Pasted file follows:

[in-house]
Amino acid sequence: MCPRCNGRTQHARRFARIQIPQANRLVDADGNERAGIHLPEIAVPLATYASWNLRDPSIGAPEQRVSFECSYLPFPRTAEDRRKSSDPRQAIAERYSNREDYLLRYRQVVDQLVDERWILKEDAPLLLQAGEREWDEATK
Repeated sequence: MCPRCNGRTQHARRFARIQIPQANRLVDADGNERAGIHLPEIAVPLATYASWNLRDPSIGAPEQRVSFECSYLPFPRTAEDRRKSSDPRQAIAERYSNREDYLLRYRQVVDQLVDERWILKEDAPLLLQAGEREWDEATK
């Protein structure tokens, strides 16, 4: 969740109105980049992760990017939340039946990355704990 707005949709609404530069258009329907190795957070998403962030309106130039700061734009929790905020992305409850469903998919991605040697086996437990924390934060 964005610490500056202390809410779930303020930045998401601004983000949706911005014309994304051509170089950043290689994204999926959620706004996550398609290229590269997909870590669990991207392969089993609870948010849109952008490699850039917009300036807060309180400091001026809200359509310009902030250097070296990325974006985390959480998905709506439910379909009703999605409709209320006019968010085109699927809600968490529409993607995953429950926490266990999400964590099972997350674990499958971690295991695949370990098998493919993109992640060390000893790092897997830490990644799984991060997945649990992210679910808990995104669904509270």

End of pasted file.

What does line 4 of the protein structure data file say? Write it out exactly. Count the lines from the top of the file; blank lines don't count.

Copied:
């Protein structure tokens, strides 16, 4: 969740109105980049992760990017939340039946990355704990 707005949709609404530069258009329907190795957070998403962030309106130039700061734009929790905020992305409850469903998919991605040697086996437990924390934060 964005610490500056202390809410779930303020930045998401601004983000949706911005014309994304051509170089950043290689994204999926959620706004996550398609290229590269997909870590669990991207392969089993609870948010849109952008490699850039917009300036807060309180400091001026809200359509310009902030250097070296990325974006985390959480998905709506439910379909009703999605409709209320006019968010085109699927809600968490529409993607995953429950926490266990999400964590099972997350674990499958971690295991695949370990098998493919993109992640060390000893790092897997830490990644799984991060997945649990992210679910808990995104669904509270």